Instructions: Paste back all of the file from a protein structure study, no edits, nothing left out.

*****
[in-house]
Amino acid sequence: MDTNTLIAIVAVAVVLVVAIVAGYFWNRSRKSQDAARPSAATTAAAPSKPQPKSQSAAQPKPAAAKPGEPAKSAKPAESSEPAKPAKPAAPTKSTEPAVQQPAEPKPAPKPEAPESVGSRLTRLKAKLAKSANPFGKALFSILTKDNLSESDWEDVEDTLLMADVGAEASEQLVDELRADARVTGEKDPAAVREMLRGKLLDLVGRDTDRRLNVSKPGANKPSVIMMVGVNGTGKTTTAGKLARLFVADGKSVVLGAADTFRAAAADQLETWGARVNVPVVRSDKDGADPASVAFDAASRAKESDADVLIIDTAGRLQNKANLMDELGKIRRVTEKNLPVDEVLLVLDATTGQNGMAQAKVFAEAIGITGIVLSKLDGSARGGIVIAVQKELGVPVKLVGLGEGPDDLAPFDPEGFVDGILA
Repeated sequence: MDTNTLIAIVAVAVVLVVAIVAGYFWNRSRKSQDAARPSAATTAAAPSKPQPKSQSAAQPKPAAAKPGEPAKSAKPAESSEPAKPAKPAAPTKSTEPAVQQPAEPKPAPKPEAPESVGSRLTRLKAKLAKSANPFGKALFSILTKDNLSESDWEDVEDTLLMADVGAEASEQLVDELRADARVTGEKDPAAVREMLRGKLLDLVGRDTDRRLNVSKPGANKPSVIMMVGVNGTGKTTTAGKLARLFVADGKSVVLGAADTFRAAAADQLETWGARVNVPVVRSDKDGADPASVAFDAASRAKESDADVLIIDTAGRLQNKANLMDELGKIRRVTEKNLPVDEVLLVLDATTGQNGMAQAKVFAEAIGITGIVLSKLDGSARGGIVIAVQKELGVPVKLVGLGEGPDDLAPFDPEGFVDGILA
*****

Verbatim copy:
[in-house]
Amino acid sequence: MDTNTLIAIVAVAVVLVVAIVAGYFWNRSRKSQDAARPSAATTAAAPSKPQPKSQSAAQPKPAAAKPGEPAKSAKPAESSEPAKPAKPAAPTKSTEPAVQQPAEPKPAPKPEAPESVGSRLTRLKAKLAKSANPFGKALFSILTKDNLSESDWEDVEDTLLMADVGAEASEQLVDELRADARVTGEKDPAAVREMLRGKLLDLVGRDTDRRLNVSKPGANKPSVIMMVGVNGTGKTTTAGKLARLFVADGKSVVLGAADTFRAAAADQLETWGARVNVPVVRSDKDGADPASVAFDAASRAKESDADVLIIDTAGRLQNKANLMDELGKIRRVTEKNLPVDEVLLVLDATTGQNGMAQAKVFAEAIGITGIVLSKLDGSARGGIVIAVQKELGVPVKLVGLGEGPDDLAPFDPEGFVDGILA
Repeated sequence: MDTNTLIAIVAVAVVLVVAIVAGYFWNRSRKSQDAARPSAATTAAAPSKPQPKSQSAAQPKPAAAKPGEPAKSAKPAESSEPAKPAKPAAPTKSTEPAVQQPAEPKPAPKPEAPESVGSRLTRLKAKLAKSANPFGKALFSILTKDNLSESDWEDVEDTLLMADVGAEASEQLVDELRADARVTGEKDPAAVREMLRGKLLDLVGRDTDRRLNVSKPGANKPSVIMMVGVNGTGKTTTAGKLARLFVADGKSVVLGAADTFRAAAADQLETWGARVNVPVVRSDKDGADPASVAFDAASRAKESDADVLIIDTAGRLQNKANLMDELGKIRRVTEKNLPVDEVLLVLDATTGQNGMAQAKVFAEAIGITGIVLSKLDGSARGGIVIAVQKELGVPVKLVGLGEGPDDLAPFDPEGFVDGILA